Accounts of Eros in Plato's Symposium

Topics: Human, Love, Plato Pages: 5 (1793 words) Published: October 8, 1999
The Accounts of Eros in the "Symposium"

The word love carries with it many, many different interpretations. In modern day, our views on what is appropriate love is much different from the views from the time of Socrates and Plato. To them love was eros, a direct translation of the word love.

However, the word itself wasn't the only thing that was different about love. In Plato's "Symposium", there is a celebration for Agathon. He had just won a dramatic contest in Athens, Greece two nights ago. It is customary to drink much wine at these gatherings, however, every one present is too weak from the night before. (Nehamas & Woodruff, pg. xiii) So a proposition is made, by Phaedrus, to properly give praise to the god Eros, and speak on the topic of love. It was their opinion that no poet has yet been able to properly do so. (Nehamas & Woodruff, pg. 7) There were a total of seven accounts given in praise of eros, by seven different people who are present at the party. Of these accounts, the one that made the most sense was the speech of Socrates when he quotes Diotima. This account is practical, and shows love not as a heavenly creature, but as a mortal being, where we can interact with him. It also has answers that most of the other accounts could not even question. This is what stands the speechof Socrates and Diotima apart from most of the others. But, there were two other speeches that were also impressive and brought about points that Socrates did not make. These accounts were given by Aristophanes and Agathon. Through these three speeches, we can get a good picture of what eros is. Starting with the most complete account: Socrates and Diotima; and moving through Aristophanes and then Agathon, this paper will show why these accounts are superior, and why Socrates' makes the most sense.

After Agathon's speech, it was Socrates' turn to present his account of eros. But before he does, he tells Agathon that his speech was marvelous and that at one time, Socrates also believed in what Agathon believed. That was until a women named Diotima taught him the real truth in eros. It is however, believed, that Socrates made up the character of Diotima, the reason, though, is unknown. In spite of this, Socrates gives a remarkable speech that is truly complete. One of the first misconceptions among all the speakers was the age of the god Love. Many believed him to the oldest of the gods, thus making him ancient. Diotima knows this is not true. She speaks of the way Love was conceived, a clever scheme by a god to escape her misfortunes. It seems the goddess of poverty, Penia laid down beside Poros and became pregnant with Love (Nehamas & Woodruff, pg.48) This makes Love unique. Love is good, though, because he is a lover of wisdom, that is, he pursues the notion of philosophy. But, he is in between wisdom and ignorance (Nehamas & Woodruff, pg. 49), according to Diotima, which is much different an account from the other speakers. Phaedrus had placed Love at the top of all gods, describing ways in which Love "breathes might into some of the heroes," (Nehamas & Woodruff, pg. 10). This is untrue. However, Diotima speaks of ways in which love helps human beings. This happens when the love for things like sports or poetry helps a person create something from nothing. Love is a word used to describe the whole, where there are special parts of love used to describe specific passions and possessions. (Nehamas & Woodruff, pg. 51). And love is wanting to posses the good forever (Nehamas & Woodruff, pg. 52) Finally we see the main points in Diotima's argument when she accurately describes the real purpose of love. It is almost like a natural instinct. All animals, including humans, have a need to reproduce. The real purpose in love is giving birth in beauty, whether in body or soul (Nehamas & Woodruff, pg.53). This means that the pregnant person causes the baby, or new born idea if the birth resulted from the soul, to be beautiful because...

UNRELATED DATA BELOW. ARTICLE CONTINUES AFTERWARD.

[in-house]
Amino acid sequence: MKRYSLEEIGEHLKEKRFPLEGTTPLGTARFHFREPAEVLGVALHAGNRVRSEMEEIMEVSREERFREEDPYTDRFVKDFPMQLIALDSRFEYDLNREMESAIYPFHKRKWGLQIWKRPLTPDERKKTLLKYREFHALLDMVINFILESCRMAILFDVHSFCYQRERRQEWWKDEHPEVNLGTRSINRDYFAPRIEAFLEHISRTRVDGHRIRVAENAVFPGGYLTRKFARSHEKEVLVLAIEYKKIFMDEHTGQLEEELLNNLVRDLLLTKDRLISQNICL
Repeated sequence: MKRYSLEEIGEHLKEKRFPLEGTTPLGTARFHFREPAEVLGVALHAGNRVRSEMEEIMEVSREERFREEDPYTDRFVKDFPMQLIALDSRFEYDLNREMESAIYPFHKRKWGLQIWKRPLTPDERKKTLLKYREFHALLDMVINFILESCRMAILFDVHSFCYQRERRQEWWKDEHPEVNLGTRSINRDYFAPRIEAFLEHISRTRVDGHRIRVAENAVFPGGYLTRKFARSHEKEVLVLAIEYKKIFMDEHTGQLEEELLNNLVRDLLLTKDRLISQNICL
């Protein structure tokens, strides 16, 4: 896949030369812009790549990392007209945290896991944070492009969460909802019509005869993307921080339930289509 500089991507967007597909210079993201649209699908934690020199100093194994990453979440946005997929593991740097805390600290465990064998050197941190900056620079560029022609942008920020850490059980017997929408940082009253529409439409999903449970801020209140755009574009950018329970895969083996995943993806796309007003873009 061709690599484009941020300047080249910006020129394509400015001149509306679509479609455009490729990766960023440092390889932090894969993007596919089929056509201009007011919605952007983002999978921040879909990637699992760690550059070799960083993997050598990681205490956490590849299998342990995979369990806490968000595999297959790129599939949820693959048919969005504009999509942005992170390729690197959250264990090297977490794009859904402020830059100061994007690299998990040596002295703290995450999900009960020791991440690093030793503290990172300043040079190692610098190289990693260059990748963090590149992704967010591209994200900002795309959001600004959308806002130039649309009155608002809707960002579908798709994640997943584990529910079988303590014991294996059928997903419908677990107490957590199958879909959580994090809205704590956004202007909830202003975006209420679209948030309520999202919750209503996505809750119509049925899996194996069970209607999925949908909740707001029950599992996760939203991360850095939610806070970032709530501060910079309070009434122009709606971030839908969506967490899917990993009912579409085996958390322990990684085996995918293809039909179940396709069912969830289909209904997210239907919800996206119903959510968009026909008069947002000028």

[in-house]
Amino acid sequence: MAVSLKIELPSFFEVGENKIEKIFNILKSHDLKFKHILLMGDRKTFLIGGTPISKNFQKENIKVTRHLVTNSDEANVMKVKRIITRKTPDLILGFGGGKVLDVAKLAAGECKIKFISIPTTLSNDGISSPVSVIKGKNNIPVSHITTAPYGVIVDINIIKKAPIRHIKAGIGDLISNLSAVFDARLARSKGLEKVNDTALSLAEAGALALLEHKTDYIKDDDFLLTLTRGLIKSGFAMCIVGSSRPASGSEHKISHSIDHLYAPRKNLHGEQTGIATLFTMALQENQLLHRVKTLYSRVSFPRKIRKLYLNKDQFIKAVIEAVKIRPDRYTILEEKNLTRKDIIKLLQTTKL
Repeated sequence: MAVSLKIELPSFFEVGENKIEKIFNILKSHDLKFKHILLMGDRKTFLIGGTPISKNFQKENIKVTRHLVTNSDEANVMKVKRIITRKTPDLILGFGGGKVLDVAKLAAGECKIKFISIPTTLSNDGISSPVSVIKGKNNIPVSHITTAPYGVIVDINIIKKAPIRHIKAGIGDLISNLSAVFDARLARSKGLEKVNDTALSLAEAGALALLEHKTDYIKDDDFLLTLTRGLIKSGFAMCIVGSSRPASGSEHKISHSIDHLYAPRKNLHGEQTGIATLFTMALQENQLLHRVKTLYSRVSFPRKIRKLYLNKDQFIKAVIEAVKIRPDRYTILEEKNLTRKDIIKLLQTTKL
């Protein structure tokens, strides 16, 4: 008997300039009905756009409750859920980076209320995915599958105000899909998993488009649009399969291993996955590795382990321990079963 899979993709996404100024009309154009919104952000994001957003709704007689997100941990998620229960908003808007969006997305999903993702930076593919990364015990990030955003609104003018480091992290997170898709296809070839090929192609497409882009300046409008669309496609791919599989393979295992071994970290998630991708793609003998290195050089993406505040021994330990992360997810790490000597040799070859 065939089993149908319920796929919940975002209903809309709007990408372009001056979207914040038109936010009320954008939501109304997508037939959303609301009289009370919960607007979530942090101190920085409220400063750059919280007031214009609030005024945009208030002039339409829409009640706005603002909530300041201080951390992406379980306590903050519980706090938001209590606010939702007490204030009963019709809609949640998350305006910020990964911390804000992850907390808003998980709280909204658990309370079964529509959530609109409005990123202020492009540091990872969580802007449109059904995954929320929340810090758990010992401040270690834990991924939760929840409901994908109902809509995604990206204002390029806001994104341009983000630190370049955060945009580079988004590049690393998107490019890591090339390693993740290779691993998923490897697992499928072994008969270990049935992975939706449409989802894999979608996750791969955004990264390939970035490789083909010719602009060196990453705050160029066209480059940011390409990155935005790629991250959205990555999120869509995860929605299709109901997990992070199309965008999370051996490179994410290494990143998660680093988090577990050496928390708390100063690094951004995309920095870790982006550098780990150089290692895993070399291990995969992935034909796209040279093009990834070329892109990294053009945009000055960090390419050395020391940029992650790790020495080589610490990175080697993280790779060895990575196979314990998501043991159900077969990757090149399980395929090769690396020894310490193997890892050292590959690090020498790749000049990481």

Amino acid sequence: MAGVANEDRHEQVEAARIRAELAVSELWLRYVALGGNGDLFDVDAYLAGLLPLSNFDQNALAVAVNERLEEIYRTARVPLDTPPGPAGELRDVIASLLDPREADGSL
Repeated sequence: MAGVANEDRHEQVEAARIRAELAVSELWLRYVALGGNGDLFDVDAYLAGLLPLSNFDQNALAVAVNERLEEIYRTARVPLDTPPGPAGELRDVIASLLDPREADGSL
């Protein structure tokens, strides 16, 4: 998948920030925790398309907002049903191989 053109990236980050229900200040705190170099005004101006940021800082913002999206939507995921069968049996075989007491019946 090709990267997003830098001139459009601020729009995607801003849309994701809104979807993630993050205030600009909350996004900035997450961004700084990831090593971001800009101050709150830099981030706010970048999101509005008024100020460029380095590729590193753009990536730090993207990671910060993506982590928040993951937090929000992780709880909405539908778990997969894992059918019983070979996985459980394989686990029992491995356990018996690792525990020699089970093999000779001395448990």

Bibliography: Nehamas, A. & Woodruff, P. "Symposium", Hackett Publishing Company,
Indianapolis, Indiana, 1989
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